Fish goes on to write that “freedom of expression would only be a primary value if it didn’t matter what was said.” I don’t really know how to make sense of this, but I think the idea has to turn on this notion of “primary value”. Note that this is not a phrase that Fish’s opponents actually use but one that Fish is imputing to his opponents. He seems to repeat the point while making it specific to the academy: “Could it be the purpose of [universities and colleges] to encourage free expression? If the answer were ‘yes,’ it would be hard to say why there would be any need for classes, or examinations, or departments, or disciplines, or libraries.” But who ever said anything about the purpose? It’s enough for Fish’s opponent that freedom of expression is a value, a purpose. Who knows — it might even be sufficient for it to be a value or purpose that’s subservient to other values, like finding the truth. (It’s hard to know, because Fish never seems to actually quote the people he’s arguing with, to describe their positions, etc.) And even if it’s not, a subservient value is not necessarily a politicized one in the way Fish described, and it is certainly not necessarily “no such thing”.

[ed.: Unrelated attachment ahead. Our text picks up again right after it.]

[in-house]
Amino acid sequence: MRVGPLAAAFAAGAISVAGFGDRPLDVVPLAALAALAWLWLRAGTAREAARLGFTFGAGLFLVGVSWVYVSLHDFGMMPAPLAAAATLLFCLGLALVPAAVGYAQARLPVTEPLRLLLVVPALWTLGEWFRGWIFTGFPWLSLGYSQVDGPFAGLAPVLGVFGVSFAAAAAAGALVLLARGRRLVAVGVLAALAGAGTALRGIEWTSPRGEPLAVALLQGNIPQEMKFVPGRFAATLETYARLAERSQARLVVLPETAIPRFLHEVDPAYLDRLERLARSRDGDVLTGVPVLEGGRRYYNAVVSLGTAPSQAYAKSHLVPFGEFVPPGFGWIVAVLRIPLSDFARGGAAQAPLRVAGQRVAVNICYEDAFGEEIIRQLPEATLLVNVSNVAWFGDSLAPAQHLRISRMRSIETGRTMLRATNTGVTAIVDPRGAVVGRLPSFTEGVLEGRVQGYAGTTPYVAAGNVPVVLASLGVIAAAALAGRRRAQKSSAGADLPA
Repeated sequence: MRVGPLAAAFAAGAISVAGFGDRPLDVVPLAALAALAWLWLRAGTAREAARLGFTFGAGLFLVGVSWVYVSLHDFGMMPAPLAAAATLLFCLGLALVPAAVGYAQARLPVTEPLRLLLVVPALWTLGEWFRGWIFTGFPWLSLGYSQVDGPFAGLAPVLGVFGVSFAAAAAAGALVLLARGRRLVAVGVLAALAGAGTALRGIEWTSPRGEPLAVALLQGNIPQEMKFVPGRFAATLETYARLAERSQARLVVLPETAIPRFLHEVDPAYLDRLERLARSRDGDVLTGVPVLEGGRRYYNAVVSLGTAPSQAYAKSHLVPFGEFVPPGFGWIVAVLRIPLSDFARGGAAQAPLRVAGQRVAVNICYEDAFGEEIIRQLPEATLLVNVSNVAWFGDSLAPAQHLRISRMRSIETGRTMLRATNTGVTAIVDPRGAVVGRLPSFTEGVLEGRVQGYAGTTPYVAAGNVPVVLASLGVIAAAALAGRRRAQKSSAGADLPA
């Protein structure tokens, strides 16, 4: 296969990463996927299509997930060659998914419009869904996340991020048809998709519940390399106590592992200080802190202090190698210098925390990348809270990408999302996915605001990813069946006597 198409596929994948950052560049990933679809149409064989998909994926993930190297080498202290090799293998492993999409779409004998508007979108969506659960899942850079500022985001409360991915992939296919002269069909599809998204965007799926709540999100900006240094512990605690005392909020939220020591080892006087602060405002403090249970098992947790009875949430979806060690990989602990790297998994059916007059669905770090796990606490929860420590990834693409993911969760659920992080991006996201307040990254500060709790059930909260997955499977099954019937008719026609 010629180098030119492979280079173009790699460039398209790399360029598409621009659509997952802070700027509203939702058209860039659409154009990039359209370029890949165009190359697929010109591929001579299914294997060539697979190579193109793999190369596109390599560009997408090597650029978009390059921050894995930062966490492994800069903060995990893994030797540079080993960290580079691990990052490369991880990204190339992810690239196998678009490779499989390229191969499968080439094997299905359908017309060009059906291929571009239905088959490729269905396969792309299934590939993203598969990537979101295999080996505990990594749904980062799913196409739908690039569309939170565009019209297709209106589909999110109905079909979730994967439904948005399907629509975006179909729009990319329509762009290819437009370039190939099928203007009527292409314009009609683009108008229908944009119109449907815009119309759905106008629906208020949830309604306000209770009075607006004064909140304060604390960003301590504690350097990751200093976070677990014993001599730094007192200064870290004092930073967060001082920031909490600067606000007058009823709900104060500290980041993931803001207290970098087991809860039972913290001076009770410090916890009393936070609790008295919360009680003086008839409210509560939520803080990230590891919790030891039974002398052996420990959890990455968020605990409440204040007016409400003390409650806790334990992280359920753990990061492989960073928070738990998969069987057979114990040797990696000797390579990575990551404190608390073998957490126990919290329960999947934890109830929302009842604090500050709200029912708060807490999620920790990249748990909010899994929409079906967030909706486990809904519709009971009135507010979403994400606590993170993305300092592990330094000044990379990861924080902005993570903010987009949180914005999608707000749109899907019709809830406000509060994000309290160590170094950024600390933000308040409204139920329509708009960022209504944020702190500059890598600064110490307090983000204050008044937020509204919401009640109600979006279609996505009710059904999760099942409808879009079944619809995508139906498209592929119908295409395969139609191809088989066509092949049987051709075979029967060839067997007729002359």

What Fish ends up saying is that free speech is an “accidental feature” of institutions, which have some other “purpose”. So it’s something like a subservient value in the way I used that phrase above. But remember that in the book’s preface, he formulated his postmodernism as the claim that everything was an “accidental feature” in this way. Nothing is essential to any institution; everything is up for grabs. So this way of arguing is simply not available to him. He has done away with any notion of another value to which free speech would be subservient — unless, that is, he wants to argue that the value to which free speech is subservient is itself subservient to some further value, which is itself subservient to some further value, and so on; but this clearly leads to an infinite regress. It is, unsurprisingly, the generality of the postmodern rejection of, well, just about everything that gets Fish into trouble, because there’s nothing he can turn to that has any more reality than the “no such thing” that is free speech.